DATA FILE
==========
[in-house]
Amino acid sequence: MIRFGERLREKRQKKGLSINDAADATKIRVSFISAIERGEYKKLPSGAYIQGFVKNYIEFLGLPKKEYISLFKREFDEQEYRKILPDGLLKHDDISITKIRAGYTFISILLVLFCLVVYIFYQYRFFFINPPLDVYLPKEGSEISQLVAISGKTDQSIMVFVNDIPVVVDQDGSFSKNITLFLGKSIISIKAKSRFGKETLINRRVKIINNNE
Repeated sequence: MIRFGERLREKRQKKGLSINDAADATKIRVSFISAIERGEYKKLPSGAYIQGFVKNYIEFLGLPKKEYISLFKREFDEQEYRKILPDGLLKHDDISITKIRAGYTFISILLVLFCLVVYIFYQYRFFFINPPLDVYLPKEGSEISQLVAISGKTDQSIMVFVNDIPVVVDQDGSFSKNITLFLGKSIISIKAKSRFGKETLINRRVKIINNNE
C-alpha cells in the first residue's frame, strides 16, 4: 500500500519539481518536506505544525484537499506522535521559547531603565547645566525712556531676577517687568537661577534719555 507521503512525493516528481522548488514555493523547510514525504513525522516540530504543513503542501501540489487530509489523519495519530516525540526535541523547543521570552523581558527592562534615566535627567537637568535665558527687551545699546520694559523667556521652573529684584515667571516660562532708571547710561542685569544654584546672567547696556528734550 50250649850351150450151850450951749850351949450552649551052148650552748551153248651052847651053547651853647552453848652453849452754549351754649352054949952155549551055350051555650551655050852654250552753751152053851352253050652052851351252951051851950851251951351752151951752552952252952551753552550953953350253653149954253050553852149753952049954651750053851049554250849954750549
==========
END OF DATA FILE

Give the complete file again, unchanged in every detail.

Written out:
[in-house]
Amino acid sequence: MIRFGERLREKRQKKGLSINDAADATKIRVSFISAIERGEYKKLPSGAYIQGFVKNYIEFLGLPKKEYISLFKREFDEQEYRKILPDGLLKHDDISITKIRAGYTFISILLVLFCLVVYIFYQYRFFFINPPLDVYLPKEGSEISQLVAISGKTDQSIMVFVNDIPVVVDQDGSFSKNITLFLGKSIISIKAKSRFGKETLINRRVKIINNNE
Repeated sequence: MIRFGERLREKRQKKGLSINDAADATKIRVSFISAIERGEYKKLPSGAYIQGFVKNYIEFLGLPKKEYISLFKREFDEQEYRKILPDGLLKHDDISITKIRAGYTFISILLVLFCLVVYIFYQYRFFFINPPLDVYLPKEGSEISQLVAISGKTDQSIMVFVNDIPVVVDQDGSFSKNITLFLGKSIISIKAKSRFGKETLINRRVKIINNNE
C-alpha cells in the first residue's frame, strides 16, 4: 500500500519539481518536506505544525484537499506522535521559547531603565547645566525712556531676577517687568537661577534719555 507521503512525493516528481522548488514555493523547510514525504513525522516540530504543513503542501501540489487530509489523519495519530516525540526535541523547543521570552523581558527592562534615566535627567537637568535665558527687551545699546520694559523667556521652573529684584515667571516660562532708571547710561542685569544654584546672567547696556528734550 50250649850351150450151850450951749850351949450552649551052148650552748551153248651052847651053547651853647552453848652453849452754549351754649352054949952155549551055350051555650551655050852654250552753751152053851352253050652052851351252951051851950851251951351752151951752552952252952551753552550953953350253653149954253050553852149753952049954651750053851049554250849954750549